(1) that the domain name registered by the respondent is identical or confusingly similar to a trademark or service mark in which the complainant has rights; and
(2) that the respondent has no rights or legitimate interest in the domain name; and
(3) that the domain name has been registered and used in bad faith.
i. Similarity between Domain Names and Trademark
Complainant has established prior rights in the mark WWF. Respondent’s reliance on third party use and registration of WWF for unrelated goods and services is misplaced. It is clear from Respondent’s site that he intends the WWF portion of his domain name as a reference to Complainant. I think the WCW portion will be recognized by wrestling fans as a reference to the World Championship Wrestling organization, and that the WWF will be recognized as a reference to Complainant. It is likely that a substantial portion of relevant users of the Internet will mistakenly believe that use of the WWF portion of the domain name is sponsored or authorized by Complainant, or that the site is operated directly or under license by Complainant. Accordingly, I find that the domain name is confusingly similar to Complainant’s mark.
ii. Respondent’s Legitimate Interest in Domain Names
It is undisputed that Respondent registered and began using the disputed domain name in connection with a site offering information about professional wrestling long prior to any knowledge of this dispute. Moreover, up until immediately prior to filing this proceeding, Complainant paid compensation to Respondent as part of its affiliate program. Thus, Respondent claims to have a legitimate interest in the domain name because he made commercial use prior to notice of this dispute.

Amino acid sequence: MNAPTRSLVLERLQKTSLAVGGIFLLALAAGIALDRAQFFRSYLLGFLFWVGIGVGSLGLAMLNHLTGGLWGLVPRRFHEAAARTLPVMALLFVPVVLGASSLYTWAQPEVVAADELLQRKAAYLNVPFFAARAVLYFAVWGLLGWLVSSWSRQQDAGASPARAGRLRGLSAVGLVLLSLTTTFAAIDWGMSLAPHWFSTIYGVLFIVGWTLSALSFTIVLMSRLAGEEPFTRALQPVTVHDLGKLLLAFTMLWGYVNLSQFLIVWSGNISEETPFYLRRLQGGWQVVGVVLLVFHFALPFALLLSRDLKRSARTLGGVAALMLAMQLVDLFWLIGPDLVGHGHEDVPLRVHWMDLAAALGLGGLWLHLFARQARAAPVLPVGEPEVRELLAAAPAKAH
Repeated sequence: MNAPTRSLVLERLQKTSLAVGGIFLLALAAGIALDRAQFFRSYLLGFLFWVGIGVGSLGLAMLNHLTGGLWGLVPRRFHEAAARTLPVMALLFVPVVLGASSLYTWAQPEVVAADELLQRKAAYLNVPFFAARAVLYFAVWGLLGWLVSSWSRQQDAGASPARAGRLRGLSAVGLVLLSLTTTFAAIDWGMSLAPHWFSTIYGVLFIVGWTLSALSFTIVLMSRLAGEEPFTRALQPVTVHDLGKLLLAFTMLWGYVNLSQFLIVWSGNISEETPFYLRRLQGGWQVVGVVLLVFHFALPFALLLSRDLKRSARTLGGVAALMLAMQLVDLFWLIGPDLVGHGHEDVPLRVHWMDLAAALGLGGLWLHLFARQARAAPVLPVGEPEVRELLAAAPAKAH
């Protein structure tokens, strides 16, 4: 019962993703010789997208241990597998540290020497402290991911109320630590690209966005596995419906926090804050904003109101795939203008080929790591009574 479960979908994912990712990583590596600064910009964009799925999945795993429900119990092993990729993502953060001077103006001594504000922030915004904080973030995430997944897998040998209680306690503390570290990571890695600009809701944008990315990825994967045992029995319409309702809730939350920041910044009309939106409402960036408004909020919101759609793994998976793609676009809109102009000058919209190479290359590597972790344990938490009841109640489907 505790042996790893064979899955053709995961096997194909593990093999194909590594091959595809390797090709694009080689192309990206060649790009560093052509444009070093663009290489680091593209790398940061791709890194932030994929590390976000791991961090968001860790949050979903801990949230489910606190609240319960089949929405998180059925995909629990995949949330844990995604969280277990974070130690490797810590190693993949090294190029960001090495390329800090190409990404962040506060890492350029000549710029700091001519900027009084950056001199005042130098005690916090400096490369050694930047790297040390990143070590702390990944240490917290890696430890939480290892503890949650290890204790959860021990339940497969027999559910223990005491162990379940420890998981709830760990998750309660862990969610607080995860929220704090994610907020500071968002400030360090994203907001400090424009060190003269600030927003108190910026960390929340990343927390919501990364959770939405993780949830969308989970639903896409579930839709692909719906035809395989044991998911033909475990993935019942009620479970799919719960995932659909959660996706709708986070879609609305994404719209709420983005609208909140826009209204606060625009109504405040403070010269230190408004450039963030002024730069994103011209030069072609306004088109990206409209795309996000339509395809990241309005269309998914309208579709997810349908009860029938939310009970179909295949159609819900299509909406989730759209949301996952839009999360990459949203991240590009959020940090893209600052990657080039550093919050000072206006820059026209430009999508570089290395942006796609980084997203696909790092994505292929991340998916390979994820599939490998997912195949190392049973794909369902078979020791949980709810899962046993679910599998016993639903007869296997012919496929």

Use prior to this dispute is admitted, so the question becomes whether Respondent’s use was bona fide. Not all use prior to notice of the dispute can qualify as bona fide use. As stated in Madonna Ciccone v. Dan Parisi, ICANN Case No. D2000-0847 , "use which intentionally trades on the fame of another cannot constitute a ‘bona fide’ offering of goods or service. . . . to conclude otherwise would mean that a Respondent could rely on intentional infringement to demonstrate a legitimate interest, an interpretation which is obviously contrary to the intent of the Policy."
Here, Respondent’s use of WWF as part of its domain name is clearly intended as a reference to Complainant. It is not clear, however, that the reference intentionally trades on Complainant’s fame. This issue turns on the findings on bad faith and the defense of acquiescence, discussed below.
iii. Bad Faith Registration and Use
As noted above, it appears that Respondent registered and used the domain name for the purpose of operating a web site providing information about professional wrestling. There is no evidence that Respondent registered and used the domain name with the purpose of selling it for profit, that Respondent is using the domain name to disrupt the business of a competitor, or that Respondent is engaged in a pattern of conduct involving the registration of domain names that trade on the names of others.
Under Paragraph 4(b)(iv) of the Policy, evidence of bad faith use and registration includes a showing that the registrant has "intentionally attempted to attract, for commercial gain, Internet users to your web site or other on-line location, by creating a likelihood of confusion with the complainant’s mark as to source, sponsorship, affiliation or endorsement."